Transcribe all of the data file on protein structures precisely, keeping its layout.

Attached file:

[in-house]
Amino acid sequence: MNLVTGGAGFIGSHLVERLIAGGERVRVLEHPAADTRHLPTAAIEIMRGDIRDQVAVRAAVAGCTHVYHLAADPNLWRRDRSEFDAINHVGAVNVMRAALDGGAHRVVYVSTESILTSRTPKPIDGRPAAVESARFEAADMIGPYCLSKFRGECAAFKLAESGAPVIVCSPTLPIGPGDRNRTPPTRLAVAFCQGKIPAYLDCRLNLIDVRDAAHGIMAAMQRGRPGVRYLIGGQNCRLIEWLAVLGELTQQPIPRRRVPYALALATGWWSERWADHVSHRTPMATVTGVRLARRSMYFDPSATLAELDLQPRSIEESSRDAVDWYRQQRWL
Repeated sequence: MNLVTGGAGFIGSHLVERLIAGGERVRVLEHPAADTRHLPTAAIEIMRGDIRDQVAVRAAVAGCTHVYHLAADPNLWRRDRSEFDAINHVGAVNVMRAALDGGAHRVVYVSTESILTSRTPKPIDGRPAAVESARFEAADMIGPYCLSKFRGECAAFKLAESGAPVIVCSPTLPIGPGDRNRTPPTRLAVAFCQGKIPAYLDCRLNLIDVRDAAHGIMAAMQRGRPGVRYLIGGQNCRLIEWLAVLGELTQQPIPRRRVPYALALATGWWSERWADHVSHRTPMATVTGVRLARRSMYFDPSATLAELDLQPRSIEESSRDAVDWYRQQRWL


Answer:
[in-house]
Amino acid sequence: MNLVTGGAGFIGSHLVERLIAGGERVRVLEHPAADTRHLPTAAIEIMRGDIRDQVAVRAAVAGCTHVYHLAADPNLWRRDRSEFDAINHVGAVNVMRAALDGGAHRVVYVSTESILTSRTPKPIDGRPAAVESARFEAADMIGPYCLSKFRGECAAFKLAESGAPVIVCSPTLPIGPGDRNRTPPTRLAVAFCQGKIPAYLDCRLNLIDVRDAAHGIMAAMQRGRPGVRYLIGGQNCRLIEWLAVLGELTQQPIPRRRVPYALALATGWWSERWADHVSHRTPMATVTGVRLARRSMYFDPSATLAELDLQPRSIEESSRDAVDWYRQQRWL
Repeated sequence: MNLVTGGAGFIGSHLVERLIAGGERVRVLEHPAADTRHLPTAAIEIMRGDIRDQVAVRAAVAGCTHVYHLAADPNLWRRDRSEFDAINHVGAVNVMRAALDGGAHRVVYVSTESILTSRTPKPIDGRPAAVESARFEAADMIGPYCLSKFRGECAAFKLAESGAPVIVCSPTLPIGPGDRNRTPPTRLAVAFCQGKIPAYLDCRLNLIDVRDAAHGIMAAMQRGRPGVRYLIGGQNCRLIEWLAVLGELTQQPIPRRRVPYALALATGWWSERWADHVSHRTPMATVTGVRLARRSMYFDPSATLAELDLQPRSIEESSRDAVDWYRQQRWL